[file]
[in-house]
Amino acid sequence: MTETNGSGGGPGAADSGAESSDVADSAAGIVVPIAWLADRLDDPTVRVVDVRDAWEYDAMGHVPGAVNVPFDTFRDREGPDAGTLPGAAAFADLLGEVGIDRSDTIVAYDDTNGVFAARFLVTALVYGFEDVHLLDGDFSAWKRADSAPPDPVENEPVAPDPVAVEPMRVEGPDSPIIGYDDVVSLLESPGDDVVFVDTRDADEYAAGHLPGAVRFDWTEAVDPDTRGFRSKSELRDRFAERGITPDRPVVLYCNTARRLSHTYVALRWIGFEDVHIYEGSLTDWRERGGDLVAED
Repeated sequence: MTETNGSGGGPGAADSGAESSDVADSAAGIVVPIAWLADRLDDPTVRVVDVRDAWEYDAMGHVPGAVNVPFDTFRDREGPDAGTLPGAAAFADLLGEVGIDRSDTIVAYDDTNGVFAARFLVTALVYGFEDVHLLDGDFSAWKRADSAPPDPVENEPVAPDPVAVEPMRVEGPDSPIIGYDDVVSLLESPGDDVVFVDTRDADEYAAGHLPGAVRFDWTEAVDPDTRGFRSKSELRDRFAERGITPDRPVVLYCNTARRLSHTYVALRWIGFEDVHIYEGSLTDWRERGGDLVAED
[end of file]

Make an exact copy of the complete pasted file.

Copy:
[in-house]
Amino acid sequence: MTETNGSGGGPGAADSGAESSDVADSAAGIVVPIAWLADRLDDPTVRVVDVRDAWEYDAMGHVPGAVNVPFDTFRDREGPDAGTLPGAAAFADLLGEVGIDRSDTIVAYDDTNGVFAARFLVTALVYGFEDVHLLDGDFSAWKRADSAPPDPVENEPVAPDPVAVEPMRVEGPDSPIIGYDDVVSLLESPGDDVVFVDTRDADEYAAGHLPGAVRFDWTEAVDPDTRGFRSKSELRDRFAERGITPDRPVVLYCNTARRLSHTYVALRWIGFEDVHIYEGSLTDWRERGGDLVAED
Repeated sequence: MTETNGSGGGPGAADSGAESSDVADSAAGIVVPIAWLADRLDDPTVRVVDVRDAWEYDAMGHVPGAVNVPFDTFRDREGPDAGTLPGAAAFADLLGEVGIDRSDTIVAYDDTNGVFAARFLVTALVYGFEDVHLLDGDFSAWKRADSAPPDPVENEPVAPDPVAVEPMRVEGPDSPIIGYDDVVSLLESPGDDVVFVDTRDADEYAAGHLPGAVRFDWTEAVDPDTRGFRSKSELRDRFAERGITPDRPVVLYCNTARRLSHTYVALRWIGFEDVHIYEGSLTDWRERGGDLVAED